At the risk of a grotesque oversimplification, I like to think about analytics through two different lenses: consumers and creators (often called authors). Consumers are served up reports and dashboards created by someone else. Their ability to drill down to detail, make updates, and further explore the data-behind-the-data depends on the tool in use, but also on the willingness and appetite of the user.
Creators, on the other hand, are the ones that really get their hands dirty with the data. They have the ability to connect and incorporate new data sources, create visualizations from scratch, and customize views of data to the audience at hand. This is the domain of the Data Rock Star.
In my view, most of the product announcements were geared toward the creators/authors of the world, and rightly so. This user persona is Tableau’s bread and butter. These are the people that create stunning, compelling, and thought-provoking visualizations to get people thinking differently about their business. There is an important distinction here, however. From what I can tell, the vast majority of these Rock Stars / creators / authors have job roles that are largely or exclusively focused on these very activities. In other words, it’s their job to do this stuff.
For throngs of other people in a line-of-business role, however, achieving this level of engagement and analytical creativity is much more difficult. When someone is behind on their quota, dealing with an operational fire drill, or racing to close the books at the end of a quarter, analytical creativity takes a backseat to the core job activities, and even the most data-curious business users slip into pure consumer mode.
So this brings us back to the initial question – do you have to be smarter than me to use Tableau, or more pointedly – am I smart enough to use Tableau? It depends. Of course it depends – it always depends.
As a consumer? Absolutely. The authoring, publishing, and sharing capabilities in Tableau online and Tableau server seem intuitive and approachable, and provide a clear pathway for people like me to get the answers that I need. Ditto for the attractive and seemingly versatile mobile capabilities displayed.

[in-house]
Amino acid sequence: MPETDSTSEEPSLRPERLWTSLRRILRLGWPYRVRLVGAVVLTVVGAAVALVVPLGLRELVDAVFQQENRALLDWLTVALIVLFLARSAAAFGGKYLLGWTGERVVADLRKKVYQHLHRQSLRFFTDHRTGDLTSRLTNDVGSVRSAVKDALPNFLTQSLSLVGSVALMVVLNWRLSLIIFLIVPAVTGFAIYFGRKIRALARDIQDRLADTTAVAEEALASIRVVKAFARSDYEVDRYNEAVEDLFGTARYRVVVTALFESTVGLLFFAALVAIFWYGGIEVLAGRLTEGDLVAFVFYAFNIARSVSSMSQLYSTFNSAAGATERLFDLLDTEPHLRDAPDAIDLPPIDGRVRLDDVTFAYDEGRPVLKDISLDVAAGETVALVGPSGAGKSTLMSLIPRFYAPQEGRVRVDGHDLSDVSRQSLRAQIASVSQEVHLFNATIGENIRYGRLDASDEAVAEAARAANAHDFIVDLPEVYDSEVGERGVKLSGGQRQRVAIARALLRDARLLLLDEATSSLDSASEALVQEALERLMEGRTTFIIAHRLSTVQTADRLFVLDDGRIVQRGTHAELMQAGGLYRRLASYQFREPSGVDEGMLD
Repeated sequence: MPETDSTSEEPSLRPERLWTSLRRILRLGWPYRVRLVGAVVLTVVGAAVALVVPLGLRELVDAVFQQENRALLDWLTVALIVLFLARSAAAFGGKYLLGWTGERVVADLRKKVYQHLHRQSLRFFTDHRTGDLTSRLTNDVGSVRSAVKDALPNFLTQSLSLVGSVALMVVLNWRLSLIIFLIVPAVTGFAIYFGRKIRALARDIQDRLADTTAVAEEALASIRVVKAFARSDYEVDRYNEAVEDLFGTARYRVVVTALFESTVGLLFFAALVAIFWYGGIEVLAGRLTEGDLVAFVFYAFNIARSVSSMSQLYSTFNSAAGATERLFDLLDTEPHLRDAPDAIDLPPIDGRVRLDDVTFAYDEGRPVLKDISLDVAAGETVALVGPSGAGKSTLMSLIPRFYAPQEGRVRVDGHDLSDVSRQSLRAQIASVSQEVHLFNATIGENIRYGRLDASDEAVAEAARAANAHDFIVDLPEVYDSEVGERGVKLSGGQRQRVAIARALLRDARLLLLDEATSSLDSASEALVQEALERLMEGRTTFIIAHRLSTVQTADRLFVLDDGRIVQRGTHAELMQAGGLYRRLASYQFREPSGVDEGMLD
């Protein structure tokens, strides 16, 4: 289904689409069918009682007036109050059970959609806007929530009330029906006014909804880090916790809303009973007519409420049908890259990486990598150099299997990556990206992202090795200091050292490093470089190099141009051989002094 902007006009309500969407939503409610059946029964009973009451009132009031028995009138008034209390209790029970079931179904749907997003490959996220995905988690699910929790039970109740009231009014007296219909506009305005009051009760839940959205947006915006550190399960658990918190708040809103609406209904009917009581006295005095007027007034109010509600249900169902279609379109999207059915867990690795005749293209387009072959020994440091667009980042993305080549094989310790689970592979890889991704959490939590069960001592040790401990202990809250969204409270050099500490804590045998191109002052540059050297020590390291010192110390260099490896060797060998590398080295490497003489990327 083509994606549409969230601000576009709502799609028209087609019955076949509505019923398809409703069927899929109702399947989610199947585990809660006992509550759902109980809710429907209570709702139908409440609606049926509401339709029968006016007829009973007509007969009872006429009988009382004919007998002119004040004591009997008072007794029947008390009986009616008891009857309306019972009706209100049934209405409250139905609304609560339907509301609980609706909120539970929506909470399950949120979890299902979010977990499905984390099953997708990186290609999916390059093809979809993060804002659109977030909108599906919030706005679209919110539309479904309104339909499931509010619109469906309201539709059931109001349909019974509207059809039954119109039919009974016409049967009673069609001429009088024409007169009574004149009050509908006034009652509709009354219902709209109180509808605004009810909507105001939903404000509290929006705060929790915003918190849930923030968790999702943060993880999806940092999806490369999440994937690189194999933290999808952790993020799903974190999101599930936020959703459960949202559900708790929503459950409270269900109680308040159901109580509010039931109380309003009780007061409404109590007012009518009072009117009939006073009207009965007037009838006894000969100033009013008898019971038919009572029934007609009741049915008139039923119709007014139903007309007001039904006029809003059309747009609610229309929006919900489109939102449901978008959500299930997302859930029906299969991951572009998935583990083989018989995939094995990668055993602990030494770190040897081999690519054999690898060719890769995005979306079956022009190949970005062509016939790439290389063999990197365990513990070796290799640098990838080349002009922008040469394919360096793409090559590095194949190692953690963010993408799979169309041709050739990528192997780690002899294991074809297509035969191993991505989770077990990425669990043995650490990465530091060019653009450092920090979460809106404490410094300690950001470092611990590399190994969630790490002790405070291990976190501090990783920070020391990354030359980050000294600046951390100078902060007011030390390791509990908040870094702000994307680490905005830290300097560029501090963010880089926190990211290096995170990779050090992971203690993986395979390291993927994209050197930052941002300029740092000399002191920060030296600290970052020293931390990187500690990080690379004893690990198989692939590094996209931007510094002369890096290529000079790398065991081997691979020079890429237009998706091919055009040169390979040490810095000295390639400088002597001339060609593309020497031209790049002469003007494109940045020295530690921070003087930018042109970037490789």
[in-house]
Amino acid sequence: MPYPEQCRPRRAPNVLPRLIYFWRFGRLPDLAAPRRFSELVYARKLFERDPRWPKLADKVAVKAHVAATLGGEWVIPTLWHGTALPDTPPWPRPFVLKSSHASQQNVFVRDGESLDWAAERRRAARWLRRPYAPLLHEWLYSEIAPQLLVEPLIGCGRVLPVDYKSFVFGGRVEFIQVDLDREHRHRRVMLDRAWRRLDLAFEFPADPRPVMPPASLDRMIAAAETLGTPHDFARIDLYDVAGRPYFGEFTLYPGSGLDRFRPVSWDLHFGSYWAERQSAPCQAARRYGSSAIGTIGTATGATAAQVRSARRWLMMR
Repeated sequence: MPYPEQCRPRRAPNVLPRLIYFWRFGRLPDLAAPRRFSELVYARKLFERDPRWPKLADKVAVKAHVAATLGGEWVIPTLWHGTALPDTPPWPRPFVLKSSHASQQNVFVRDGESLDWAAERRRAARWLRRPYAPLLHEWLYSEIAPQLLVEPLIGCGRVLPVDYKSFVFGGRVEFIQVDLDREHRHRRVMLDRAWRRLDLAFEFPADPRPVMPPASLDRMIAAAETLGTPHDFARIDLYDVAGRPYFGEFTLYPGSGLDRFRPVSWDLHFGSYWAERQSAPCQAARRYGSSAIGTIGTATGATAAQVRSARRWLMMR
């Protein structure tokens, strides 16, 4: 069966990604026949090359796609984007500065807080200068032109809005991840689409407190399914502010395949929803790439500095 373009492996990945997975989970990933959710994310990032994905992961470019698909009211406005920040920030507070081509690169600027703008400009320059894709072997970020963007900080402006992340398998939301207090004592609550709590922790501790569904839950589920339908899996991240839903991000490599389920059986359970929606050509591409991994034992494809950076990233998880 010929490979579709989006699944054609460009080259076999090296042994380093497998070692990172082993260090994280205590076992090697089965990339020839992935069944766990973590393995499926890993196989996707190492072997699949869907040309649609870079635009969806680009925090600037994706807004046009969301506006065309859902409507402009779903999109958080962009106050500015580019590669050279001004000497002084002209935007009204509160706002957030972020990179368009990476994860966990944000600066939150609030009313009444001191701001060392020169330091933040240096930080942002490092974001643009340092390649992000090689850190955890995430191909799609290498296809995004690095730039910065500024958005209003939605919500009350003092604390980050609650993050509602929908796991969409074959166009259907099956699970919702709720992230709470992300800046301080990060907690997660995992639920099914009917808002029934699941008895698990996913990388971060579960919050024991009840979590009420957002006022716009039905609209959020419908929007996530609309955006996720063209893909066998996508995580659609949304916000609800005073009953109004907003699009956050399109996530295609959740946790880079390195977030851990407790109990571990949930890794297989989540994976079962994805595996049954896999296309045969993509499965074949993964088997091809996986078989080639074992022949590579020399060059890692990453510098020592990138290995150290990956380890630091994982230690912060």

As a creator? I’m not entirely convinced. I’m no Data Rock Star and I never will be, but I do have a healthy appetite for insight and a genuine curiosity for what makes businesses tick. My problem, and I don’t think I’m alone, is that my discovery process is very fragile. As I’m seeking an answer to a business question and exploring data, the minute something doesn’t work the way I need or expect, I’m stuck. I can go running to IT or tap my local data artisan for help, but either way, my process is disrupted.
In fairness, I don’t know that any vendor has truly solved this issue of analytical fragility in the line-of-business. In my mind, the wildcard for Tableau is Vizable. Offered for free, this seems to be a “pusher”-type strategy to rope in more analytically inclined business users, slowly increase their comfort level with the process of creationism, and grow their own new and evolved species of Data Rock Stars.
Time will tell if this approach will work, but I and the rest of my flock will be watching, possibly with an insufferable Bravo network show playing in the background.